Thinking about Buying a Heritage Property in Toronto?

Rachel Loizos in Legal, Home Buying

You can browse through the list provided on the City of Toronto Website and search our heritage properties by their municipal address.  The list, which has been compiled by Heritage Preservation Services for Toronto City Council, is an inventory of Toronto’s heritage properties.  From the site, which I encourage you to visit, I learned that the list or inventory was started in 1973 and lists approximately 7,000 properties ranging from well-known landmark buildings and structures to private homes and heritage districts.

The Ontario Heritage Act provides information and guidance about how decisions are made respecting heritage properties.  Although heritage properties can be a beautiful investment, it is worth noting that the designation will restrict how you are able to deal with the property.  As an example, you will not be able to demolish a structure on the property without approval from City Council. 

If you presently own a heritage property, you may be eligible for a grant to maintain the property.  The Toronto Heritage Grant Program encourages the conservation of heritage properties in the City of Toronto through matching grant funding of up to 50% of the estimated cost of eligible heritage conservation work. Details about eligibility requirements, the application process and public workshops are available at the City of Toronto Website, but you had better act soon – the application deadline is FRIDAY JUNE 13, 2008.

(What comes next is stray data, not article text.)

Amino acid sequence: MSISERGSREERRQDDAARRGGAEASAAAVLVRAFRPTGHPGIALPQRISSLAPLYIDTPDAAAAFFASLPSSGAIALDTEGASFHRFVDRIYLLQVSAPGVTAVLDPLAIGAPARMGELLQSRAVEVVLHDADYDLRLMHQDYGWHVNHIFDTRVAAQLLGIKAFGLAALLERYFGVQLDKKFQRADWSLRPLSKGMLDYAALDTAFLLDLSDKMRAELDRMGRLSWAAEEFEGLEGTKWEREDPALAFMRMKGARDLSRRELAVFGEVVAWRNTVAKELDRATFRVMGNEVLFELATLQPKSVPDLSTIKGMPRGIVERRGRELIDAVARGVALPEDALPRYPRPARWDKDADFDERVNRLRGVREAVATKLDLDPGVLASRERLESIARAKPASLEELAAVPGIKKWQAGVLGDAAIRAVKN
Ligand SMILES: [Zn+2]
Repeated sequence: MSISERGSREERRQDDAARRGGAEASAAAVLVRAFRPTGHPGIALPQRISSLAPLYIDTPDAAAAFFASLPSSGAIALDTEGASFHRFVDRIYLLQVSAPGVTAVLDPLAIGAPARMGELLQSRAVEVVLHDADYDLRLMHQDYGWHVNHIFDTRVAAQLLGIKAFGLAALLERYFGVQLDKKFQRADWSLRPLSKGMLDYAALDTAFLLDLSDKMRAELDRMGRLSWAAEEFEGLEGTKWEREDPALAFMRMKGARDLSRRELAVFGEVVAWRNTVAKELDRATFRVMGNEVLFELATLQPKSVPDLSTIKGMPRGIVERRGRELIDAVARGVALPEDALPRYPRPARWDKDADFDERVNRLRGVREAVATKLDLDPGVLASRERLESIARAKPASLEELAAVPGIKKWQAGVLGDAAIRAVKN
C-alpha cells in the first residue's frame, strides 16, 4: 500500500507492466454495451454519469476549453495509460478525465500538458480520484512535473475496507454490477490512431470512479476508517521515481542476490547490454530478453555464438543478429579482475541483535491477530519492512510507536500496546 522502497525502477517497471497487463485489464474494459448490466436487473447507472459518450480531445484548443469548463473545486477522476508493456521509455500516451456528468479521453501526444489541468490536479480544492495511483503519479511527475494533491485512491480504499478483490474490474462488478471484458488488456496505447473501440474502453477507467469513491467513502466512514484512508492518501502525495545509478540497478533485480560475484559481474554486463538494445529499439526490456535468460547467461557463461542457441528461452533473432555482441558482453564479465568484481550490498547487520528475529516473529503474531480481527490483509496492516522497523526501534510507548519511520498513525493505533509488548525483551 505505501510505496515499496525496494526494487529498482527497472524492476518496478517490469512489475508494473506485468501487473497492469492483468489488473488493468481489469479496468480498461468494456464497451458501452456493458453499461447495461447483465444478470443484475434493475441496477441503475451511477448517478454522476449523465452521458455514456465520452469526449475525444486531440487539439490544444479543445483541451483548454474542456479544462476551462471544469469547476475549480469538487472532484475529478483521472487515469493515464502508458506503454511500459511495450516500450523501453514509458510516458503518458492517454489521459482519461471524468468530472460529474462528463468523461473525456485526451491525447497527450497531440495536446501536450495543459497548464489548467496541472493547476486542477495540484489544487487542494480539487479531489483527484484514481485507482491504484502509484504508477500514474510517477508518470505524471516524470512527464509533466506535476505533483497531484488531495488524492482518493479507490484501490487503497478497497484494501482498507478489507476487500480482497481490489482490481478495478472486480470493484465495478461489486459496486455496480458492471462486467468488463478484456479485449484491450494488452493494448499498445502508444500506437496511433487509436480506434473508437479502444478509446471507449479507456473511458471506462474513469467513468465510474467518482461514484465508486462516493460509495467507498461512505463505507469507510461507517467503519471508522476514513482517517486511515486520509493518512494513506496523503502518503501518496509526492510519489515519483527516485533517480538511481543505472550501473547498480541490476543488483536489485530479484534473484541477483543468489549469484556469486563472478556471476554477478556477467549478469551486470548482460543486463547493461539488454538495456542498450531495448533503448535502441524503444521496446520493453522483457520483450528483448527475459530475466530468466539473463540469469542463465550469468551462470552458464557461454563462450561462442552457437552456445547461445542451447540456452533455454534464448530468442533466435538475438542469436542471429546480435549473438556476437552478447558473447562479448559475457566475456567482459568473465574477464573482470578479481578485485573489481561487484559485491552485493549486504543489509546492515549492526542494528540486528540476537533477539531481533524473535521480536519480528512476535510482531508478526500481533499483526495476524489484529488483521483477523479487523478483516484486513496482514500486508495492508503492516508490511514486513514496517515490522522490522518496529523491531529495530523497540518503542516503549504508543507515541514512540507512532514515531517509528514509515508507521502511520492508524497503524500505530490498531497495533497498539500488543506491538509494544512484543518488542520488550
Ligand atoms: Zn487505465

Another item of interest is the City of Toronto's Heritage Property Tax Rebate Program which provides eligible heritage property owners with a 40% rebate on their municipal and educational property taxes for the eligible heritage portions of their property. To be eligible for this program, properties must be designated under Part IV or V of the Ontario Heritage Act and subject to a Heritage Easement Agreement (as of September 30, 2006).

If you know of a property that you believe should be listed as a designated heritage property, you will be interested to know that these decisions are made by the Heritage Preservation Service who make recommendations to City Council.  City Council then seeks the opinion of the volunteer Toronto Preservation Board when considering each recommendation for listing or designation.

Helpful Definitions:

"Listed" is a term used for properties for which City Council has adopted a recommendation to be included on the Inventory. The recommendations are based on criteria that relate to architecture, history, and neighbourhood context. Their inclusion on the Inventory is a clear statement that the City would like to see the heritage attributes of these properties preserved.

Properties that have been individually designated under Part IV of the Ontario Heritage Act, or are located within a Heritage Conservation District designated under Part V, are referred to as "designated." Designated properties are also included on the Inventory and are identified by a by-law number.

For more information on the heritage status of a property you are advised to contact:

Heritage Preservation Services
Suite A-17, 2nd Floor, City Hall,
100 Queen Street West,
Toronto, Ontario Canada M5H 2N2

Rachel Loizos is an associate lawyer at Sotos LLP in Toronto. She practices in the area of real estate law.
Email Rachel

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